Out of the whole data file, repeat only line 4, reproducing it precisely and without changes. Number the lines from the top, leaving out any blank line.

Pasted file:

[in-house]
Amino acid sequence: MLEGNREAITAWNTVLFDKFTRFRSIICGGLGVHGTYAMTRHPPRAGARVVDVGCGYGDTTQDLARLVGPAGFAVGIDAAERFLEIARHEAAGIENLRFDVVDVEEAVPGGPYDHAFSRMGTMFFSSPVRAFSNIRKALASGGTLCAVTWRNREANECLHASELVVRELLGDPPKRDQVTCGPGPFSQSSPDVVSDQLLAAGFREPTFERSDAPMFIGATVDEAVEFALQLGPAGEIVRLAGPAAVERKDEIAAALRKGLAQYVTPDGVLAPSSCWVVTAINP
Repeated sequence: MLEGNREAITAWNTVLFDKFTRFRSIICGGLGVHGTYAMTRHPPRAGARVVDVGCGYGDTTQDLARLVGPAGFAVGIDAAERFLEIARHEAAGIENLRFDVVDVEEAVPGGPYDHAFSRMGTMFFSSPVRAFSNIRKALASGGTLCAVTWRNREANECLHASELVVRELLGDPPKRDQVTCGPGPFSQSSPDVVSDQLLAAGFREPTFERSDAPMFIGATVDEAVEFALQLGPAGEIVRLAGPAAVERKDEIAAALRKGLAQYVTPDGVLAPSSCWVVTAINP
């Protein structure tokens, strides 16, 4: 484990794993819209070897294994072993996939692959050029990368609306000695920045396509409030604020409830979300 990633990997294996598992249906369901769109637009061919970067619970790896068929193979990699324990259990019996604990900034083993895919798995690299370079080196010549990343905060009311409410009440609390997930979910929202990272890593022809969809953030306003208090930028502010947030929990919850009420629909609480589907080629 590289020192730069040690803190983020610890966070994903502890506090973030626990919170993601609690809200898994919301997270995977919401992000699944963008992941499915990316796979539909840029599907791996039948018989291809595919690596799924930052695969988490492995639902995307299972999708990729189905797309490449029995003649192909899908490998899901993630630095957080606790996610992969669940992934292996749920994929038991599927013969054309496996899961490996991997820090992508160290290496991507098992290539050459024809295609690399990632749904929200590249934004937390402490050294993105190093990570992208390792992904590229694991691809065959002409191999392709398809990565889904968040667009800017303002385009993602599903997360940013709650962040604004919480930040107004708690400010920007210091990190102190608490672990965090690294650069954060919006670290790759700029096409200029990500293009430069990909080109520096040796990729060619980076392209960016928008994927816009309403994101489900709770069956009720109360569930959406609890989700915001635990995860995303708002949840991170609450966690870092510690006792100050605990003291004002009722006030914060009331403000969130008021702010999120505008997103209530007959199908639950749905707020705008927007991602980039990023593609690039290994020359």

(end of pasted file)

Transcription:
């Protein structure tokens, strides 16, 4: 484990794993819209070897294994072993996939692959050029990368609306000695920045396509409030604020409830979300 990633990997294996598992249906369901769109637009061919970067619970790896068929193979990699324990259990019996604990900034083993895919798995690299370079080196010549990343905060009311409410009440609390997930979910929202990272890593022809969809953030306003208090930028502010947030929990919850009420629909609480589907080629 590289020192730069040690803190983020610890966070994903502890506090973030626990919170993601609690809200898994919301997270995977919401992000699944963008992941499915990316796979539909840029599907791996039948018989291809595919690596799924930052695969988490492995639902995307299972999708990729189905797309490449029995003649192909899908490998899901993630630095957080606790996610992969669940992934292996749920994929038991599927013969054309496996899961490996991997820090992508160290290496991507098992290539050459024809295609690399990632749904929200590249934004937390402490050294993105190093990570992208390792992904590229694991691809065959002409191999392709398809990565889904968040667009800017303002385009993602599903997360940013709650962040604004919480930040107004708690400010920007210091990190102190608490672990965090690294650069954060919006670290790759700029096409200029990500293009430069990909080109520096040796990729060619980076392209960016928008994927816009309403994101489900709770069956009720109360569930959406609890989700915001635990995860995303708002949840991170609450966690870092510690006792100050605990003291004002009722006030914060009331403000969130008021702010999120505008997103209530007959199908639950749905707020705008927007991602980039990023593609690039290994020359």